USB is provided directly by the LPC1769 - no external transceiver or controller is necessary. A few external components are required to correctly enable the LPC1769 as a USB Device and can be found on the LPC1769 manual. The USB_CONNECT line and associated circuitry was mirrored from the LPC1768-H Blueboard design so that USB bootloader firmware would be interoperable, and a few modifications were made for additional resilience and device compatibility:

Diodes D2, D6 and D7 were added to ESD protect the USB lines. D2 is an NXP PESD12VS1ULD unidirectional ESD protection diode. D6 and D7 are NXP PESD5V0X1BL bidirectional ESD diodes. All protection diodes are specifically designed for the USB bus and have very low capacitance to avoid disrupting USB signals.

Resistor R25 attempts to indicate to an attached USB OTG device that the CAN Translator can provide charging current. A specification exists on the USB Battery Charging Specification R1.2 describing an Accessory Charger Adapter. This specification defines special resistance values on pin 4 of a USB OTG connector that should flag that the connected device is a charging device. However in practice very few devices actually honor this specification. It’s totally up to the implementation of the portable tablet or smartphone whether or not they support charging while using the USB port as a USB Host.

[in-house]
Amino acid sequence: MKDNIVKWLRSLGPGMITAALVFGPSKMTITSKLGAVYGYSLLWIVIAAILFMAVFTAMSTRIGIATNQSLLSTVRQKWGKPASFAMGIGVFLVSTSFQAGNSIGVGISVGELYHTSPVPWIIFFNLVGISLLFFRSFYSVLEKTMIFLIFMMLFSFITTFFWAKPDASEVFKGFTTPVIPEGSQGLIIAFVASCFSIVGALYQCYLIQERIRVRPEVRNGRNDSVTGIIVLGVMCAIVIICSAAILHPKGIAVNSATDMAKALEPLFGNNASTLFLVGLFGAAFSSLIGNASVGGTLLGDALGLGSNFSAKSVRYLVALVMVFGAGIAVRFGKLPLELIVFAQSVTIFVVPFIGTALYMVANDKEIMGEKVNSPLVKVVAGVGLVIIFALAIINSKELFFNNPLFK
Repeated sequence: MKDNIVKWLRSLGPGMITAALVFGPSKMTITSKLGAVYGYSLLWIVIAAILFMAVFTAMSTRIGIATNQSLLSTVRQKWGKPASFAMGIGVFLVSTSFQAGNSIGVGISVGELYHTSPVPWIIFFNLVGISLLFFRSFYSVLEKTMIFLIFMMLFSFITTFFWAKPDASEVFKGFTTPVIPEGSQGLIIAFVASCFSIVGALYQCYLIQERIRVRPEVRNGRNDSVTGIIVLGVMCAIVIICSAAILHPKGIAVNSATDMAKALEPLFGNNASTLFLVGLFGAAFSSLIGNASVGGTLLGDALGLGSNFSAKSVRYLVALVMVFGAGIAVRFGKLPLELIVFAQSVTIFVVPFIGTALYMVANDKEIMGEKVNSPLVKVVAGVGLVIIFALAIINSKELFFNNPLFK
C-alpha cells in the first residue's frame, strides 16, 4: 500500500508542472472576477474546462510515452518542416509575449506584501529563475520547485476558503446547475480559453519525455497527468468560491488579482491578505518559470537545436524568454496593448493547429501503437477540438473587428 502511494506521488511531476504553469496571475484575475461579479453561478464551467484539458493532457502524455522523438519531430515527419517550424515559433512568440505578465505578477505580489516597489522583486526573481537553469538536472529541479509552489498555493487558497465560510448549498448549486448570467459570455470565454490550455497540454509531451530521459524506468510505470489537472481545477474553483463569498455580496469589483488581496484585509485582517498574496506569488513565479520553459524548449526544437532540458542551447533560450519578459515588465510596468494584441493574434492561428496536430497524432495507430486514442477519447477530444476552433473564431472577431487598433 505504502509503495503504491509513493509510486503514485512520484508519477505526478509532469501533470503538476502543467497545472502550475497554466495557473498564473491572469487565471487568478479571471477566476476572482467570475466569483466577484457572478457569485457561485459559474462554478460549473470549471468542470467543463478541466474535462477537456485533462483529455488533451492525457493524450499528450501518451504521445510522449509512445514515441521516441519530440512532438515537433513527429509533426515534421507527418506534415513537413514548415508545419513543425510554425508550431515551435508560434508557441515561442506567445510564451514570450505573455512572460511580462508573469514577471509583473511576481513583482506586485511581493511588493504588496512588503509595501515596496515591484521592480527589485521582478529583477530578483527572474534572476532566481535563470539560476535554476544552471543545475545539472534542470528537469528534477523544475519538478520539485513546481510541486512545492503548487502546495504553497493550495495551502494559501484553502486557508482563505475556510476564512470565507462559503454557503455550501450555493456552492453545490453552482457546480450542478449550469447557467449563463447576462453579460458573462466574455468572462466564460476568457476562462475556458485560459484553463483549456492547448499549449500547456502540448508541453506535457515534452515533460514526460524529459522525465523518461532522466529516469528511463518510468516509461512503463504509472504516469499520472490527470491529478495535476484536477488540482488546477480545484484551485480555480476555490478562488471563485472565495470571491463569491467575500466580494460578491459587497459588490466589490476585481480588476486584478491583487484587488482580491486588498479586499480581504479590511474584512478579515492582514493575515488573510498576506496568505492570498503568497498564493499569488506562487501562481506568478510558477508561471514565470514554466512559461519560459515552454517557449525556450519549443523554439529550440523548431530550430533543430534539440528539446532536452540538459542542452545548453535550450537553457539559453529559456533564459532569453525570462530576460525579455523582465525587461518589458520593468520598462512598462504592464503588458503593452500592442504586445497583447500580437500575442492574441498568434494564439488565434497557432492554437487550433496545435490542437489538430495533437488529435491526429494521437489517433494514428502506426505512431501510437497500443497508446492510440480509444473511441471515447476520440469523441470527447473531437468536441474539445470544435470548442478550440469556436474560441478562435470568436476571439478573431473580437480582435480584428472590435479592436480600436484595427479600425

If a Male-Male USB Micro cable is used with the VI, this identification resistor will be readable by a connected USB OTG device. If the device is USB ACA compliant, it will successfully charge. If a Male-Male cable is unavailable, or if the device doesn’t honor the USB ACA specification, a normal USB A to USB Micro cable can be used with a commonly-available USB OTG Host mode adapter. For example:

USB signals require high speed PCB routing to avoid signal integrity issues, since the bitrates are high (11Mbps - 480Mbps). Unfortunately with a 2 layer PCB, the trace widths required to obtain the ideal 90 ohm differential impedance for a USB line would be unfeasibly wide. To compensate for this fact, the USB connector was located extremely close (~300 mils) to the LPC1769 USB pins. A guard band was used around the USB lines and tightly coupled to the ground plane. The ground plane underneath the USB signals was kept clear so the ground loop would be kept small and transient ground currents would avoid coupling into the USB signal.